My dad never saw me working through the night and thought I just dossed around all day. He tried to teach me the importance of hard work by getting me a job collecting glasses in a night club. I worked from 9pm until 4am for about £20 but it kept him happy.
When I got my first cheque for Gunstar, I didn't tell him but took him out and bought him a bandsaw, cash! I took my mum out next day and bought her a new outfit and lunch. That night I told them there were other ways of making money and I was allowed to quit the glass collecting job.
As part of the deal, I received a shrink-wrapped set of 10 Gunstar cassettes. I gave them all away to friends and relatives. I did a few conversions of other games such as Mad Nurse (yeah, I know) and some lightgun games that sold about 10 copies each!
I had been playing Starquake by Steven Crow and was well jealous; it was a gem of design, efficiency of code and beautiful to look at for an 8-bit. The sounds were quirky and fitting (especially the Cheops Pyramid I seem to recall). I liked the flick screen method as it made for a quicker game.
Arcade games such as R-Type had dedicated scroll ram to move the screen smoothly and to do this on a spectrum asked much of the Z-80 (Having said that, Mike nailed it in Ghouls n Ghosts).
I decided I wanted to have a go at the theme and played around with the game physics first, tweaking the gravity of the main character. 'Scumball' was on it's way.
A local kid offered to be a tester and was never away from the house. He was a poor choice as he never found fault with anything, he was just too excited to be in game design and to have his name on the high score table.
The development speed had been doubled by now as some code such as scoring, high scores, controls were already written; think of an early cut and paste scenario.
The mapping was the hardest part as I wanted variety in each room and to force the player to the absolute extremes of the tolerances of where you could jump from and too.
I created a series of graphic tiles and then each room was simply a sequence of 48 numbers (8 by 6). This allowed me to make quite a sizable map. I printed each one out on a Sinclair ZX-Printer and pasted them onto a big piece of plywood in my bedroom to make the map. The game got to number 18 in the national chart and I was chuffed to bits.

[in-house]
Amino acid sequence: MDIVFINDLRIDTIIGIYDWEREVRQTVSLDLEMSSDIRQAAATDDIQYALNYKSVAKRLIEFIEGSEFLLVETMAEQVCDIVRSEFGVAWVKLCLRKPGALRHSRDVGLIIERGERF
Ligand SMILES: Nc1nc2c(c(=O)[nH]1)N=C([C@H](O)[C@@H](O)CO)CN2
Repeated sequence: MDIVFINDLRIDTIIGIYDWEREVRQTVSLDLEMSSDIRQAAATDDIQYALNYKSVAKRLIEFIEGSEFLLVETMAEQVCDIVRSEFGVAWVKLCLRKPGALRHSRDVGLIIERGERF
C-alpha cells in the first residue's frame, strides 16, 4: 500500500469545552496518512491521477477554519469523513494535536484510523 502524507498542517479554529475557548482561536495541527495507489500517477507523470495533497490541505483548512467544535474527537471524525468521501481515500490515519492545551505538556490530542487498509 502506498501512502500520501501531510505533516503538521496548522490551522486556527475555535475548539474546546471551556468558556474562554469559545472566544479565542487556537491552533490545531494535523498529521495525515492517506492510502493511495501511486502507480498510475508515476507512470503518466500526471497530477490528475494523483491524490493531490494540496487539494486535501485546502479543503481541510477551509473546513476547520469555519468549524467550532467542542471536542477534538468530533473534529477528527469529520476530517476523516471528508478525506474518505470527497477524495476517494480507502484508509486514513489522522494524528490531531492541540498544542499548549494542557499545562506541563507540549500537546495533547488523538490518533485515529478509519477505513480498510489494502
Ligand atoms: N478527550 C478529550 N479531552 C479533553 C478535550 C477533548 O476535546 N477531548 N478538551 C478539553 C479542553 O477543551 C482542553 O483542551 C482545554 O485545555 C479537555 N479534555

The main character, LINDA was my girlfriend and I remember taking a copy of Crash! to her house and showed her name printed in the review.I was now nearing the end of my course at polytechnic and I was programming less and less.
The strange thing is, my best work was never published. I had been working on a game with a working title of Parasite which used the flick screen method again but this time with a space theme. Things would grow on the environment (parasites) and make it more difficult to move around.
The gravity varied depending on the size of the planet so the control system varied too. I was about 90% done before I shelved it and powered down my spectrum for the last time.
I never was one for eye-candy over playability, even if my games did not reflect this. There seemed to be a growing trend for titles to look nice regardless of playability.
This was directly associated with the size of available ram that had kept on growing.
The two were linked; the greater the ram, the less the playability.
Did you have any favourite games on the Spectrum?
I had favourite Spectrum games with some predictable ones and some that you'd not expect!
I was a big fan of 'Match Point' by Psion and of course 3D Starstrike. Like everyone, I waited for the next Ultimate game to come out. I don't think anyone expected 'Knight Lore', it was a breath of fresh air and defined a whole new generation of games with the isometric viewpoint.
Platform games were done to the n'th degree (I added to it!) but one that stands out for it's sheer quality, speed and gameplay was 'Dark Star' by Design Design. They were based really close to where I live now in Denton, Manchester.
Of my own crop, I guess 'Scumball' is my favourite.
Are you still active in the games industry?
I'm no longer active in the industry but I do website work as a hobby / distraction / excuse for staying up late.
I'm still not a true gamer but I must admit that Quakelive has caught my attention. Online gaming is awesome but strangely humbling when some 14 year old from Wisconsin batters you 8 games to nil before you've even realised where you are. I guess I can blame it on ping latency!
I'm now a Mac guy and will never cross back to the dark side (even though W7 seems a decent build).
You mentioned 'Star Firebirds' and that reminded me of something else. Our boss at Insight said he wanted a nice slick shooter so we (Mike, Mark, Dave & Tim) convinced him that it would be good to go and do some research in the arcades of Blackpool.
We were given funds to go to Blackpool and play games (how awesome is that?!). Mark Wilson knew where all the best machines were and we set out to find a Star Firebirds' cabinet and succeeded in the Pleasure Beach arcade where we also found an Empire Strikes Back game which was vector just like Star Wars.
I still associate those days with great affection. Some really decent, talented people and a snowballing gaming scene. Its so nice to find there is still genuine love for the machine and the games.
Once again Peter - thanks for taking the time to do this with us. It's greatly appreciated.
Many thanks. Good luck and well done with the blog.